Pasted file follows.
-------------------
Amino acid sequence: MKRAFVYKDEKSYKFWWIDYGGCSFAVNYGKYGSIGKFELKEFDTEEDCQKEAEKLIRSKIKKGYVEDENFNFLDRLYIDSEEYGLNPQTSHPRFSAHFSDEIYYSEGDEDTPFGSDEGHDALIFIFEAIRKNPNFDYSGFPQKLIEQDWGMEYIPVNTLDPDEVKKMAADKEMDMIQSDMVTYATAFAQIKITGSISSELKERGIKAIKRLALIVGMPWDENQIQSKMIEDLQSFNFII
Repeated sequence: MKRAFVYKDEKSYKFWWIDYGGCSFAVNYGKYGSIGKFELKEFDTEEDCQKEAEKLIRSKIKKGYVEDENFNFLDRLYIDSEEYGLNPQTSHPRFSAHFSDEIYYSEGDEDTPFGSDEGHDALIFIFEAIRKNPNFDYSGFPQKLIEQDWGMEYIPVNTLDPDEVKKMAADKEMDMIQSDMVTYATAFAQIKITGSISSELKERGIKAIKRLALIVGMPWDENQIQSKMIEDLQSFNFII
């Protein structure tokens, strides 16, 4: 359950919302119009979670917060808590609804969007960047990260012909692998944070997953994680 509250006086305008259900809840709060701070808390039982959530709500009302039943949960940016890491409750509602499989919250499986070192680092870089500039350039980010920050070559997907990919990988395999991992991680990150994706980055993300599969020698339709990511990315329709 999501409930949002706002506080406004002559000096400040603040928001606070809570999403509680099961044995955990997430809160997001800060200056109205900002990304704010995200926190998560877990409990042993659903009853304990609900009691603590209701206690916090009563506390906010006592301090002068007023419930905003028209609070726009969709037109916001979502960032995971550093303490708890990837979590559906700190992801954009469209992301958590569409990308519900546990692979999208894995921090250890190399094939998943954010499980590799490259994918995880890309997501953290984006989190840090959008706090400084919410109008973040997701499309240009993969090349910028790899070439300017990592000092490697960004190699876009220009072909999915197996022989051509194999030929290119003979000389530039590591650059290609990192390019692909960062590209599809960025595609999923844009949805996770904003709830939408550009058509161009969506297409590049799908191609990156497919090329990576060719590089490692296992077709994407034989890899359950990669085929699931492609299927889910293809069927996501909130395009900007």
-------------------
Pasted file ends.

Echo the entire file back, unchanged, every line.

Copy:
Amino acid sequence: MKRAFVYKDEKSYKFWWIDYGGCSFAVNYGKYGSIGKFELKEFDTEEDCQKEAEKLIRSKIKKGYVEDENFNFLDRLYIDSEEYGLNPQTSHPRFSAHFSDEIYYSEGDEDTPFGSDEGHDALIFIFEAIRKNPNFDYSGFPQKLIEQDWGMEYIPVNTLDPDEVKKMAADKEMDMIQSDMVTYATAFAQIKITGSISSELKERGIKAIKRLALIVGMPWDENQIQSKMIEDLQSFNFII
Repeated sequence: MKRAFVYKDEKSYKFWWIDYGGCSFAVNYGKYGSIGKFELKEFDTEEDCQKEAEKLIRSKIKKGYVEDENFNFLDRLYIDSEEYGLNPQTSHPRFSAHFSDEIYYSEGDEDTPFGSDEGHDALIFIFEAIRKNPNFDYSGFPQKLIEQDWGMEYIPVNTLDPDEVKKMAADKEMDMIQSDMVTYATAFAQIKITGSISSELKERGIKAIKRLALIVGMPWDENQIQSKMIEDLQSFNFII
């Protein structure tokens, strides 16, 4: 359950919302119009979670917060808590609804969007960047990260012909692998944070997953994680 509250006086305008259900809840709060701070808390039982959530709500009302039943949960940016890491409750509602499989919250499986070192680092870089500039350039980010920050070559997907990919990988395999991992991680990150994706980055993300599969020698339709990511990315329709 999501409930949002706002506080406004002559000096400040603040928001606070809570999403509680099961044995955990997430809160997001800060200056109205900002990304704010995200926190998560877990409990042993659903009853304990609900009691603590209701206690916090009563506390906010006592301090002068007023419930905003028209609070726009969709037109916001979502960032995971550093303490708890990837979590559906700190992801954009469209992301958590569409990308519900546990692979999208894995921090250890190399094939998943954010499980590799490259994918995880890309997501953290984006989190840090959008706090400084919410109008973040997701499309240009993969090349910028790899070439300017990592000092490697960004190699876009220009072909999915197996022989051509194999030929290119003979000389530039590591650059290609990192390019692909960062590209599809960025595609999923844009949805996770904003709830939408550009058509161009969506297409590049799908191609990156497919090329990576060719590089490692296992077709994407034989890899359950990669085929699931492609299927889910293809069927996501909130395009900007």